First nation with Walmart contract warns land-based farming threatens jobs in remote communities

by
Editorial staff

“Post commercial fishery collapse in 1969 we had a 5 percent employment rate.”

In 2021, the small First Nation community of Kitasoo-Xai’xais signed a major deal with Walmart Canada to supply the company with its Klemtu Spirit smoked salmon across 330 stores.

The salmon used in the product comes from the six farms that Mowi Canada operates in the Klemtu area, and is smoked in an old fish processing plant that the Kitasoo-Xai’xais took over following the decline of the commercial Pacific salmon fishery.

Today, fish farming and processing is the main source of employment in Klemtu, generating more than 50 jobs for the community, one of the most remote salmon farming operations in British Columbia.

About half of the jobs that employ Kitasoo-Xai’xais now come from salmon farming or processing, Isaiah Robinson, a councillor for the Kitasoo-Xai’xais, said Friday in an interview with Canadian broadcaster Global News.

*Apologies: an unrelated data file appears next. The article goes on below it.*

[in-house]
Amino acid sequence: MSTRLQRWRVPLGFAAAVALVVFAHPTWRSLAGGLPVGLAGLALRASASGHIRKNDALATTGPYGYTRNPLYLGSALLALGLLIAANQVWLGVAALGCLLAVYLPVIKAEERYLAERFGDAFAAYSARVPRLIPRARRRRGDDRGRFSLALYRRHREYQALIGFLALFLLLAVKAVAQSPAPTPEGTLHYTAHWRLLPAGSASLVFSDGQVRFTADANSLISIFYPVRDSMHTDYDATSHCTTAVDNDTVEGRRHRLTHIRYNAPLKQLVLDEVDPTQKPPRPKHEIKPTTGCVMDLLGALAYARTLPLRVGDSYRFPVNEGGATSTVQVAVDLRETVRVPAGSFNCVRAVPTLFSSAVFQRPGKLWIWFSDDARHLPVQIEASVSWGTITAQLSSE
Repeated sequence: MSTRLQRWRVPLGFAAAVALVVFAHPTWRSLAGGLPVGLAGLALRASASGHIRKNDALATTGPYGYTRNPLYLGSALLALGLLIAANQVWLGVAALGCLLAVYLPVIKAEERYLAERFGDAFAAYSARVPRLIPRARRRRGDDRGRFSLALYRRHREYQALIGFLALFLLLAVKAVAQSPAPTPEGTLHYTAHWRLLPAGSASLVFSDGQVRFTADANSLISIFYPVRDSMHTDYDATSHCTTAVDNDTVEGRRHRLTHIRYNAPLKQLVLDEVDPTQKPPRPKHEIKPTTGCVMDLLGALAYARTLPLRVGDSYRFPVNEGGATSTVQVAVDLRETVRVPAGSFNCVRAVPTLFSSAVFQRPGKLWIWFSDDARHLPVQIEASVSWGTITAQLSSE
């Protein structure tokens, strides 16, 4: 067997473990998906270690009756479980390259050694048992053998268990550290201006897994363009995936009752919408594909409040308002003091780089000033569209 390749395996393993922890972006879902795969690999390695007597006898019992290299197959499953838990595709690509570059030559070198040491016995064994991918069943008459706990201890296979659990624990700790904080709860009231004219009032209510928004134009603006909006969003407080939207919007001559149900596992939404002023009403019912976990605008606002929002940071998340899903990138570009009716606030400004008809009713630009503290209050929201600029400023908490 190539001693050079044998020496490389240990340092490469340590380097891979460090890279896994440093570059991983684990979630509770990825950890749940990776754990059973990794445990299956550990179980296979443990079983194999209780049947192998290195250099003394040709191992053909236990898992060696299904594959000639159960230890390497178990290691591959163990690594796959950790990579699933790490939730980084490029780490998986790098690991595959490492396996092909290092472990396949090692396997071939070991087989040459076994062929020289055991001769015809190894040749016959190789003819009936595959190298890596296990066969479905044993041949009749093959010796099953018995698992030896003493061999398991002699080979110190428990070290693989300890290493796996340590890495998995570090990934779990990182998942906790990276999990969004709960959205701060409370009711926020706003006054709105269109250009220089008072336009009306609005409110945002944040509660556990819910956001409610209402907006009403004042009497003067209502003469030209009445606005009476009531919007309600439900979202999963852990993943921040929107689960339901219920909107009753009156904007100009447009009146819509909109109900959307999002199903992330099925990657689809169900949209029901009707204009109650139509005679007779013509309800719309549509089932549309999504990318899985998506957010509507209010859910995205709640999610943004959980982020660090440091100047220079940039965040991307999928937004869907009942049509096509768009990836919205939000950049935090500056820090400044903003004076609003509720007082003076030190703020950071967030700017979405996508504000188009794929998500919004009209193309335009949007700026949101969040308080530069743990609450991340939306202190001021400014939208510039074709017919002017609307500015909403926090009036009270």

“Post commercial fishery collapse in 1969 we had a 5 percent employment rate. Now we have a 99 percent employment rate,” he said.

In 2020, the Canadian government announced the closure of 19 farms in the Discovery Islands, citing their impact on wild salmon populations.

Those opposed to net-pens proposed a green and novel alternative – land-based salmon farms. But this technology is not the panacea it is sometimes presented as, as Robinson pointed out.

“We are about 800km north of Vancouver so the original goal of land-based production is not feasible or possible. Anything like that would completely remove the industry from such a remote community,” Robinson told Global News. “Our goal has been to change the industry, to work with them and to work with the government to manage our environment in a sustainable way.”

The draft plan for the transition away from net pens commenced in August 2022 and was initially set for early summer release this year. So far has been quietly delayed by the office of the Canadian Minister of Fisheries leading the industry to hope that the government may finally be listening.

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